“I want to say that we need to stay vigilant,” I mused to my wife when describing what I wanted to assert in this post, “but ‘vigilant’ doesn’t sound quite right . . .”
“How about ‘engaged?’” she proffered.
It’s good to be married to an English major.
Being engaged is exactly what we need right now.
Rather than shrugging our shoulders and giving in to what could become the new normal—an intolerant, fear-mongering government administration—we need to stay engaged with each other, with what is happening in our country, and with ways we can act up and speak out.
Three problems of staying engaged
Oh, we humans!
Our short attention spans are so challenged. They were like that prior to the electronics age, easily distracted by the next shiny thing. But now, with instant information on the Internet and so many shiny objects to distract us, I think gnats may be beyond us in ability to focus.
And then there’s our natural inclination to revert to the norm. You might remember the research I cited in a previous blog post about happiness and how we usually go back to our set point of happiness no matter how good or bad things get in our lives. Humans, at least in American culture, tend toward this norm-seeking behavior because we like to stay comfortable and we like to stick with what we know.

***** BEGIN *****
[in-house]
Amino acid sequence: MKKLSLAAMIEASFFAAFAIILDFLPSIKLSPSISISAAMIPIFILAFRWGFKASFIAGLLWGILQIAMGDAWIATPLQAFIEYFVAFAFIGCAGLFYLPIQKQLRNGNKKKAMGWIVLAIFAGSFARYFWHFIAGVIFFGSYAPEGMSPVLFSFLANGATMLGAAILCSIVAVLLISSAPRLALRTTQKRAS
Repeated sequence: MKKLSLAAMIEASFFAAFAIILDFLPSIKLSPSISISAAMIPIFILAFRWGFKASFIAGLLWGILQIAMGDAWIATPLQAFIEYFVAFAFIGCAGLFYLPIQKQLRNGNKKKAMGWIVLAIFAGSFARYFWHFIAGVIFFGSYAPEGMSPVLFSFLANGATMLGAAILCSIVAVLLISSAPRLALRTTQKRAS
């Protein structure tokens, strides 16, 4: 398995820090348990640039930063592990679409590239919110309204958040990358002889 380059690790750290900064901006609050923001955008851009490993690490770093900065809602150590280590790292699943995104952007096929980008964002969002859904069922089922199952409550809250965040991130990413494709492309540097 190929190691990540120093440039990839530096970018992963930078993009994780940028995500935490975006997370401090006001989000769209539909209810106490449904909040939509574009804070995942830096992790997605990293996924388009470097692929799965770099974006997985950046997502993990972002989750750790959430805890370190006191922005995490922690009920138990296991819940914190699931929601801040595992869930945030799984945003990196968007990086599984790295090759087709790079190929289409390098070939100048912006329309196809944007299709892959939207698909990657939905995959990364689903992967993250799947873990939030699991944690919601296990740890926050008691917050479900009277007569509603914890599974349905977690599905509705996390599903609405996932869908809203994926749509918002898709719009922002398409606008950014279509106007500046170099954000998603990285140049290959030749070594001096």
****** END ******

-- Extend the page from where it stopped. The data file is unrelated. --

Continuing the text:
The third problem of staying engaged may be resiliency itself. Just like any characteristic, resiliency has its good parts and its not-so-good parts. One of the great things about resiliency is that we can often grow accustomed to a new normal when changes occur. And one of the not-so-great things about resiliency is that we can often grow accustomed to a new normal when changes occur.
Yes, you read that right.
Our ability to adapt can both help us and hurt us. While learning to adjust to something new in our lives often helps us function well and feel better, this same adaptability may also lull us into an unintended complacency.
And complacency is the enemy of engagement.